Monday, April 12, 2010

A Fish Story

"It's on the house," Toyoda's sushi chef slid a plate heaped with albacore sashimi towards us. My eyes widened.

"Wow, that's a lot of fish," I murmured, chopsticks paused in mid-air already grasping a slice of maguro tuna. The tiny dish of maguro and scallop had seemed, to me, to be the perfect size for one. Now I'd been presented with an unexpectedly large gift, increasing my fish supper three-fold.

Not that I could complain; the albacore was soft and delicately flavored, fresh and cold on my tongue. But I couldn't eat it all on my own - I needed to bring Michael over to the sashimi side of sushi.

There is very little in the way of seafood that Michael will eat. But a tuna sandwich, especially one featuring albacore, is one thing that doesn't elicit a grimace, and with the discovery about a year ago that he outright loves spicy tuna rolls (which, let it be known, contain tuna in the raw), I saw an opportunity.

"Michael, you really should try a piece," I offered. "The flavor is just like albacore from the can, and it's much milder than the maguro, which is what you ate in your spicy tuna rolls."

Michael wasn't so sure, but with a little more sake, he felt ready to take the plunge. First, though, the albacore must be marinated in soy sauce and wasabi. And oshinko maki (pickled radish roll) was on hand to act as a chaser. Gingerly, he picked up the piece of tuna, practically dripping with soy sauce, pausing to examine it with a worried look before popping it into his mouth.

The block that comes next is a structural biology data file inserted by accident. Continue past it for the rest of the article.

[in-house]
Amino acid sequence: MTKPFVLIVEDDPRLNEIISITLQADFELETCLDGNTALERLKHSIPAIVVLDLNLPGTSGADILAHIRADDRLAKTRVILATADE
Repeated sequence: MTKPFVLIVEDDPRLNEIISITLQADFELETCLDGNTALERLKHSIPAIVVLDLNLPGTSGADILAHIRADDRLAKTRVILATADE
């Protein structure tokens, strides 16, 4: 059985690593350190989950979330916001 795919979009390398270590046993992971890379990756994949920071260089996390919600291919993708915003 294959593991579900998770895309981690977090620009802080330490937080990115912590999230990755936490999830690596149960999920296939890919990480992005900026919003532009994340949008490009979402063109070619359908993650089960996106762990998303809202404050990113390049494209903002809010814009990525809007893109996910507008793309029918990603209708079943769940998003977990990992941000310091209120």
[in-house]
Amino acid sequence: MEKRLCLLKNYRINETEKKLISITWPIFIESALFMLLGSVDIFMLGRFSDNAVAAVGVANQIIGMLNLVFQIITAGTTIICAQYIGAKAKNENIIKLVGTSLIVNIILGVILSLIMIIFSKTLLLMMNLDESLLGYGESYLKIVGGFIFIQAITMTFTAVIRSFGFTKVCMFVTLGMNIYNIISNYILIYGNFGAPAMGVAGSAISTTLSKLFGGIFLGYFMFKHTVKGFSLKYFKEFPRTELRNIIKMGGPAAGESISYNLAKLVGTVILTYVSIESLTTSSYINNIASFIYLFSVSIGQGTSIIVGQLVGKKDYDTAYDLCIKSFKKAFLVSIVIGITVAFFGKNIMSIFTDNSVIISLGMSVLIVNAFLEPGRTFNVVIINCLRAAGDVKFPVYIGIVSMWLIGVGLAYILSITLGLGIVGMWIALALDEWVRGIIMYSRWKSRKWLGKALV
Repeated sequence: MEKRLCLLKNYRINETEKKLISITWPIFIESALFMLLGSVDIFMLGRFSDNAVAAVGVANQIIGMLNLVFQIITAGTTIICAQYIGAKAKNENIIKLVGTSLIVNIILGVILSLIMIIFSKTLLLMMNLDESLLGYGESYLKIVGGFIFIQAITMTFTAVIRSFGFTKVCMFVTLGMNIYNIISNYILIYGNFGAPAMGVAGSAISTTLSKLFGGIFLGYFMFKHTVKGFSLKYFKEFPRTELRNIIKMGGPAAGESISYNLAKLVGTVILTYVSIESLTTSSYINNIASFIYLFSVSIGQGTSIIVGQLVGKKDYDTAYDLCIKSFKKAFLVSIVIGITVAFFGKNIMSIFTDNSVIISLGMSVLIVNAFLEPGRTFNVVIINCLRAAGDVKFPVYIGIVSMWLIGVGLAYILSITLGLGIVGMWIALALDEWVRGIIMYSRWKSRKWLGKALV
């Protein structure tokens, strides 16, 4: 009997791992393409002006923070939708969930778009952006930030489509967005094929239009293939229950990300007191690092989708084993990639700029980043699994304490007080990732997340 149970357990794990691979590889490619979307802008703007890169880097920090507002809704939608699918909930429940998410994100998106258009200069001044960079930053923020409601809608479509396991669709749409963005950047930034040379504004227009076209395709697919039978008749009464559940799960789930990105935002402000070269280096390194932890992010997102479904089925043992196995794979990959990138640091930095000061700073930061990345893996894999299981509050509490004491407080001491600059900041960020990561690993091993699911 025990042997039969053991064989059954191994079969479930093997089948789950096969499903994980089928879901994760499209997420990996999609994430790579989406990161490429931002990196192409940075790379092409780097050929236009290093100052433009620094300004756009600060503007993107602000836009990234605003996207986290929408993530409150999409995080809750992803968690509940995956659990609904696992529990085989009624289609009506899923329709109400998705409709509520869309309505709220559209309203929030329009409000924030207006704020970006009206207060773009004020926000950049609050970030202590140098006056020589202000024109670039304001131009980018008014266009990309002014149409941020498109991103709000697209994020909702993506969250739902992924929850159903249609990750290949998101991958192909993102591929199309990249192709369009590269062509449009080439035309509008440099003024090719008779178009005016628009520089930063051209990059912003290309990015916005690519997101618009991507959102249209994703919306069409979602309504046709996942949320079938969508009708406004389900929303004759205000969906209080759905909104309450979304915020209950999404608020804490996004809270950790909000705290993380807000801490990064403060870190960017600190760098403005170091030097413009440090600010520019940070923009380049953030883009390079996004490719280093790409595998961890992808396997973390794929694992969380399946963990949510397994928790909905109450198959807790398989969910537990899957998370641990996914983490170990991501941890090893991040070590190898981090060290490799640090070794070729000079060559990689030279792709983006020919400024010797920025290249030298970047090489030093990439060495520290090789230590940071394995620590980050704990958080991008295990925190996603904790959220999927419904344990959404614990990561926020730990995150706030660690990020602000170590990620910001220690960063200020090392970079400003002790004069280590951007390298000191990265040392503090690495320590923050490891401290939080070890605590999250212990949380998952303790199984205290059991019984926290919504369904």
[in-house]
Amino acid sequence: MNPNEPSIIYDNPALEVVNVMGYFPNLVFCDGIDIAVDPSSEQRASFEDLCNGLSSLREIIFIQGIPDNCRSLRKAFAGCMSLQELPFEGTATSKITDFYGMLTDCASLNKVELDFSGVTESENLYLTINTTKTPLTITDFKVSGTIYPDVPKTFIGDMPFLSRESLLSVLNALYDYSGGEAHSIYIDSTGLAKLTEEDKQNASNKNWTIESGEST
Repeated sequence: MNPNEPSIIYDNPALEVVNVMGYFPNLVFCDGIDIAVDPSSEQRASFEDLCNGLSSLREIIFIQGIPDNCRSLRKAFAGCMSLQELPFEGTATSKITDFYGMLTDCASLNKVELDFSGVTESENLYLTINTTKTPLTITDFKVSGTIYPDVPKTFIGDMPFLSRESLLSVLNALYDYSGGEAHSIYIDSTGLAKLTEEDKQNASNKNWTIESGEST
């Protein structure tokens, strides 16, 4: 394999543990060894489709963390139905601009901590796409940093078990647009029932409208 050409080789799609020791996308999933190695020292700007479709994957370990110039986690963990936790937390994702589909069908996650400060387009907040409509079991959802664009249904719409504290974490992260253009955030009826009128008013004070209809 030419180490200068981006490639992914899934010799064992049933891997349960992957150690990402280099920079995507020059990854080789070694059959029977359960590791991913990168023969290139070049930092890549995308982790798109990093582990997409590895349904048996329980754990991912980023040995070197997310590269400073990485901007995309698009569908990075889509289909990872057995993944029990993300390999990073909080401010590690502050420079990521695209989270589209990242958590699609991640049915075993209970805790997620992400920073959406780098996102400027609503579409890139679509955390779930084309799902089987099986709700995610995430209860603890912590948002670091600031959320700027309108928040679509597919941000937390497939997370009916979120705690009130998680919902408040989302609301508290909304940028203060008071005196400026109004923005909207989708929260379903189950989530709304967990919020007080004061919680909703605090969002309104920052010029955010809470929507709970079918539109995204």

He chewed. I waited silently, breathless with anticipation. I still remember the putrid look he gave me when I convince him to try calamari in Greece, and I was hoping this wouldn't be a repeat. He swallowed, then turned to face me.

"You know, it wasn't bad," he mused. "If I can just get over the idea of eating raw fish."

Victory was at hand! Over the course of the evening, Michael managed to eat two more pieces, and even tried a tiny sliver of scallop, my personal favorite. Of that, he wasn't sure what to think.

"It's not fishy," he agreed, "but it's slimy and weird." He reached for another piece of albacore, and I happily polished off the rest of the scallop by myself.

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